Letter | Published:

Species difference in ANP32A underlies influenza A virus polymerase host restriction

Nature volume 529, pages 101104 (07 January 2016) | Download Citation


Influenza pandemics occur unpredictably when zoonotic influenza viruses with novel antigenicity acquire the ability to transmit amongst humans1. Host range breaches are limited by incompatibilities between avian virus components and the human host. Barriers include receptor preference, virion stability and poor activity of the avian virus RNA-dependent RNA polymerase in human cells2. Mutants of the heterotrimeric viral polymerase components, particularly PB2 protein, are selected during mammalian adaptation, but their mode of action is unknown3,4,5,6. We show that a species-specific difference in host protein ANP32A accounts for the suboptimal function of avian virus polymerase in mammalian cells. Avian ANP32A possesses an additional 33 amino acids between the leucine-rich repeats and carboxy-terminal low-complexity acidic region domains. In mammalian cells, avian ANP32A rescued the suboptimal function of avian virus polymerase to levels similar to mammalian-adapted polymerase. Deletion of the avian-specific sequence from chicken ANP32A abrogated this activity, whereas its insertion into human ANP32A, or closely related ANP32B, supported avian virus polymerase function. Substitutions, such as PB2(E627K), were rapidly selected upon infection of humans with avian H5N1 or H7N9 influenza viruses, adapting the viral polymerase for the shorter mammalian ANP32A. Thus ANP32A represents an essential host partner co-opted to support influenza virus replication and is a candidate host target for novel antivirals.

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Data deposits

The microarray data have been submitted to The European Bioinformatics Institute (EBI) (http://www.ebi.ac.uk) ArrayExpress under accession number E-MTAB-3643.


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We thank G. Maertens, J. Stech, R. Fouchier, A. Cauldwell, G. Roche, J. McCauley, D. Huntley, A. Vaughan, V. Nair and H. Shelton for provision of reagents, advice and discussions. This work was funded by BBSRC sLoLa BB/K002465/1 “Developing Rapid Responses to Emerging Virus Infections of Poultry (DDREVIP)” which funds J.S.L. and E.S.G., B.M. was funded by a Wellcome Trust studentship. R.F. and O.M. were funded by a Wellcome Trust Programme Grant (087039/Z/08/Z). O.M. was funded by MRC (G0600006). M.I. was funded by a BBSRC Avian Diseases Programme Grant (BBS/E/I/00001708).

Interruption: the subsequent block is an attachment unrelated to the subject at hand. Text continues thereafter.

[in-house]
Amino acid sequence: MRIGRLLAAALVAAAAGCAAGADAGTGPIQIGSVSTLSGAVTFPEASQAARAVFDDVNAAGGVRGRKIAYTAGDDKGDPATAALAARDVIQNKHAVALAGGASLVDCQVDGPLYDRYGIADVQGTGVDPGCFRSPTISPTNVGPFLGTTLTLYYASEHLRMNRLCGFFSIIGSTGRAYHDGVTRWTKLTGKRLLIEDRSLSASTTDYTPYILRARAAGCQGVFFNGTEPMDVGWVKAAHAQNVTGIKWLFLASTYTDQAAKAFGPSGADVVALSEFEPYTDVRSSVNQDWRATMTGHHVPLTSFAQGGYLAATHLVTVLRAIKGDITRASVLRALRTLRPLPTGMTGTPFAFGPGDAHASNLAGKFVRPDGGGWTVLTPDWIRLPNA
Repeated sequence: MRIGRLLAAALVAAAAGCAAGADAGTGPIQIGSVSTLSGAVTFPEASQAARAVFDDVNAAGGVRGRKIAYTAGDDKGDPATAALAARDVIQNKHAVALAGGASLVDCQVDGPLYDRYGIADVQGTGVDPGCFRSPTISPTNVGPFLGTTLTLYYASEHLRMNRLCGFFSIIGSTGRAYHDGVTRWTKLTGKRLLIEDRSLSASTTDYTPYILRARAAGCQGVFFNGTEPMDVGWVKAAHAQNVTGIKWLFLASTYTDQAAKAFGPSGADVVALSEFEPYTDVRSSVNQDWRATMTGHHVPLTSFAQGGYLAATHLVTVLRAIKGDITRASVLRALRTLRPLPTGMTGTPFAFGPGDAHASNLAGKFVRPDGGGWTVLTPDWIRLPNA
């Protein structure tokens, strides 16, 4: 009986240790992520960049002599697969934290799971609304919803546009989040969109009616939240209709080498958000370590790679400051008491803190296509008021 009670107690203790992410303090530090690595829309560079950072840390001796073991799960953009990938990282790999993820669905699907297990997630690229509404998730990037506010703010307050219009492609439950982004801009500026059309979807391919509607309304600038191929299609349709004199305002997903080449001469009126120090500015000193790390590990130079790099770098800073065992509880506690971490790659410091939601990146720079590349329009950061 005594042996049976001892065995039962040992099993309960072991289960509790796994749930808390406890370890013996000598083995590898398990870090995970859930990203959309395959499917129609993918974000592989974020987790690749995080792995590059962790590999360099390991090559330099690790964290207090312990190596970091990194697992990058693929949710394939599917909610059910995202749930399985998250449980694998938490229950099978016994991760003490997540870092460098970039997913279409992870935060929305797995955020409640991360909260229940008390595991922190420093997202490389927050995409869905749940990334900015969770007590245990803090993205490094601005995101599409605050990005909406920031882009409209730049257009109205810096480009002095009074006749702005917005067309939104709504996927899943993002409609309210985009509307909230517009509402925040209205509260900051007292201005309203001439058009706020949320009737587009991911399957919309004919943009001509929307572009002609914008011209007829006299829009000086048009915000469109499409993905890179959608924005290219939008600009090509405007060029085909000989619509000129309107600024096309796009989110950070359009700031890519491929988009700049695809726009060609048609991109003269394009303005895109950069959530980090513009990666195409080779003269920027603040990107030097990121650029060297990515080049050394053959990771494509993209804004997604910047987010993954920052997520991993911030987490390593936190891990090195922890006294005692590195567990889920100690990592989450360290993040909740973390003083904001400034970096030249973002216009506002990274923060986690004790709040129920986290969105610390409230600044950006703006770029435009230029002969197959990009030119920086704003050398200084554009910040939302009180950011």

Author information


  1. Section of Virology, Department of Medicine, Imperial College London, St Mary’s Campus, London W2 1PG, UK

    • Jason S. Long
    • , Efstathios S. Giotis
    • , Rebecca Frise
    • , Bhakti Mistry
    • , Joe James
    • , Michael A. Skinner
    •  & Wendy S. Barclay
  2. Centre d’études d’agents Pathogènes et Biotechnologies pour la Santé (CPBS), FRE 3689, CNRS-UM, 34293 Montpellier, France

    • Olivier Moncorgé
  3. Avian Viral Diseases Programme, The Pirbright Institute, Ash Road, Pirbright, Woking GU24 0NF, UK

    • Joe James
    •  & Munir Iqbal
  4. UMR INRA/Génétique Physiologie et Systèmes d'Elevage, INRA, 31326 Castanet-Tolosan, France

    • Mireille Morisson
    •  & Alain Vignal


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J.S.L. designed and performed the experiments and wrote the manuscript. E.S.G. performed microarrays and analysed data. O.M. generated plasmids for polymerase assays and wrote the manuscript. R.F., E.S.G. and B.M. performed qRT–PCR analysis. J.J. generated plasmids for polymerase assays. M.I. supplied UDL/08 reverse genetics system. A.V. and M.M. supplied radiation hybrid clones. M.A.S. analysed data, designed microarray experiments and wrote the manuscript. W.S.B. designed experiments and wrote the manuscript.

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The authors declare no competing financial interests.

Corresponding author

Correspondence to Wendy S. Barclay.

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